Ship of Dreams
Silver Wood Coven Book 15
Summer’s last chance couldn’t come at a worse time.
Though the sun is shining when Summer and her team arrive in Queenstown, Ireland, 1912, the charm of the port city belies the tragedy waiting to unfold. There’s barely time to comprehend the loss of a Templar team member, as she deals with two new additions: rogue warlocks.
But as the clock ticks down on the last of the Fae crystals, Summer falters. At long last, the strain of the time jumps and the stress of the mission begin to take their toll. Tired in body and spirit, her only consolation is her mates. But not even Troy and Michael can change the course that they must all take, as they board the Titanic to find the final crystal.
What Readers Are Saying
Another amazing episode for this series. We see the trio in more trouble but this time aboard the ill fated Titanic. There are a few twists and turns before you even get fully involved with the story but it just makes it that much better and we end on the biggest nail bitter yet.
One of the most famous disasters in history becomes our backdrop for this latest installment. I'm a big history fan so I've been hooked from the beginning. With using the Titanic the author has latched on to a subject that resonates with us all. Anyone who has heard the stories of that horrific day has played the what if game. Hazel Hunter has done that and more.
These new ones featuring them at important points in history have really been enjoyable. There is a great romance and plenty of action too. I love the intimate moments between them that reveal just how close they all are at this point.
Normally I buzz through books, but this one I had to slow down and in places re-read just so I did not miss anything…it is just that good.
This episode has you guessing about loyalties.
THE OCTOBER NIGHT sky above Chicago glowed a macabre orange-red from the flames spreading rapidly across the rooftops. As smoke rolled out in huge clouds, it blanketed the drought-parched land. Lightning from rainless clouds struck dozens of wooden buildings and groves of dead pines. A ferocious gale fanned the inferno, nurturing every blaze. It whipped through the streets, spreading chaos in its wake. For the three hundred thousand mortals being incinerated by their own city, Chicago had become Hell on earth.
As the Great Fire of 1871 raced toward the exclusive neighborhoods of the rich and privileged, the guests in the ballroom of the Penlaven mansion were already burning. Choking on smoke and fear, Summer Lautner frantically slapped at the burning skirt of her gown. All around her the elite of Chicago society screamed and writhed as their evening clothes caught fire.
“Beauty!” Michael Charbon called. He ran with a sword in his hand, and hacked off her flaming skirt with a few precise strokes of the razor-sharp blade. “Put your arms around my neck.”
No sooner had she done so than her sentinel mate clamped his arm around her and lifted her away from the blazing fabric. Summer released her golden warrior as he went to work on a mortal female’s fiery gown, and turned her head to see Cyrus Shelton doing the same for Elettra GemSage, their Fae tracker. Their movements seemed eerily identical, but Michael had once been a Templar like Shelton.
A rumble came from overhead as something burst on the roof, and Summer felt elemental power streaming around them.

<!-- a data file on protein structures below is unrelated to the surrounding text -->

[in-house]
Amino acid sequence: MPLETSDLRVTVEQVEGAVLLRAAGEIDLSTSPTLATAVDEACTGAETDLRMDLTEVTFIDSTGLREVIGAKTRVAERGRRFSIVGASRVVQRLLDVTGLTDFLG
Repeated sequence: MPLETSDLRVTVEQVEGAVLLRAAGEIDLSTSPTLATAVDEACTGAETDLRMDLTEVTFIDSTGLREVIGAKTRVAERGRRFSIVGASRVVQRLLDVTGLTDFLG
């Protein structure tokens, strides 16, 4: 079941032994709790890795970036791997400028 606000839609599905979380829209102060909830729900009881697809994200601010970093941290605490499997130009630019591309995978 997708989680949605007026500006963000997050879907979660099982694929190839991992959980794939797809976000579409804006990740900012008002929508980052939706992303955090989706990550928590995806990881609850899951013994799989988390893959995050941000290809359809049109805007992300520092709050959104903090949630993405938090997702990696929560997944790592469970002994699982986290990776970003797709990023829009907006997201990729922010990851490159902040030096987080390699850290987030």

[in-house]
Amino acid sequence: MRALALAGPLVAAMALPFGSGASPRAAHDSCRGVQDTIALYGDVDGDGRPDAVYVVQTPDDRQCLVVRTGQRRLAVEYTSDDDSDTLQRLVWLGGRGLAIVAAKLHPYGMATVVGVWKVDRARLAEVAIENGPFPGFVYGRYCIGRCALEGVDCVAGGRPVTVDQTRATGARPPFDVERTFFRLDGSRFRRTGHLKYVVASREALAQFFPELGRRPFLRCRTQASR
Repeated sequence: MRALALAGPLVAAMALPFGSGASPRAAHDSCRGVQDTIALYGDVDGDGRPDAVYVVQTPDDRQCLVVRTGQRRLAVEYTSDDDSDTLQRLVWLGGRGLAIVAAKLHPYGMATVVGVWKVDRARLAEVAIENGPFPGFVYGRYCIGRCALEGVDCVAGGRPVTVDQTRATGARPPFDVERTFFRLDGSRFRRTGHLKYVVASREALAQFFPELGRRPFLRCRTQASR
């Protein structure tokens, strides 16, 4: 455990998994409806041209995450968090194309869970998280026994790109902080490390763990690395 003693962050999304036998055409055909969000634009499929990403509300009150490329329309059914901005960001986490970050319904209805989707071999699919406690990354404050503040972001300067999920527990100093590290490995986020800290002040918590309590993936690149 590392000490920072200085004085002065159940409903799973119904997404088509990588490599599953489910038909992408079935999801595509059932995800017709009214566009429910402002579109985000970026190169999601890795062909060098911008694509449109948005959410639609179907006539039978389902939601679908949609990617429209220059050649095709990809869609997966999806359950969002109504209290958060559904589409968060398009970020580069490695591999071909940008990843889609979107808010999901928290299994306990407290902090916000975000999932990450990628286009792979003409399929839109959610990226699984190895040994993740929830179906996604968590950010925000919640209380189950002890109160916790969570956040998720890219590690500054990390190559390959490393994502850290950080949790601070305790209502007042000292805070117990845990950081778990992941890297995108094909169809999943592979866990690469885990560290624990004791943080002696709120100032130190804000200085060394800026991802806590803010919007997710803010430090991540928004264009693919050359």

“Troy,” she said.
Her other mate, Troy Atwater, was casting a spell with his hands raised toward the ceiling. The tall, dark warlock’s eyes glowed bright blue with his elemental power over water, but Summer didn’t understand why he was channeling it upward until plaster began to crumble. A bursting sound came from the roof, and streams of water poured down through the holes in the ceiling. The deluge instantly soaked everyone in the ballroom and snuffed out their flaming clothing. More smoke clouded the air as the fiery curtains and furnishings sizzled out.
Michael came to Summer, and gently parted the torn remains of her petticoat to inspect her legs.
“No burns,” he breathed. He nodded to Troy as he rose, then kissed her wet, soot-streaked brow. “Thank the Lord and Lady.”
Summer might not have been hurt by the fire, but more than her gown had been burned. She had brought her team to this time to retrieve a dangerous Fae crystal hidden inside a sword called ThunderBlade. They had already lost two other crystals to Wickerman, the murderous rogue warlock who in the future would use them to destroy the world. Lemuel Bowers, one of the Templars who had come with them, had sworn to help her—right before he had snatched the treasure. He’d used their enemy’s time portal and jumped ahead to the future to find the fourth and final crystal.
Summer had feared someone had been helping Wickerman take the advantage during their jaunt through history, but not the friendly, cheerful Bowers. Not when he had been right under her nose the entire time. As the guardian of the Emerald Tablet, the oldest and most powerful Wiccan grimoire in existence, she should have known, or at least suspected. Once again her nearly unlimited powers hadn’t done anything to help their mission.
No, I failed, Summer thought. And it can’t happen again, or the world will pay the price.
“It’s a good thing they have rooftop water tanks in this time,” Troy said as he joined them. He brushed back the dripping hair from Summer’s face. “You all right, love?”
“Thanks to you and Michael, yes.” She leaned against his shoulder for a moment. As she did she saw through the windows what looked like an enormous funnel of fire roaring through the streets toward them. “Goddess, what is that?”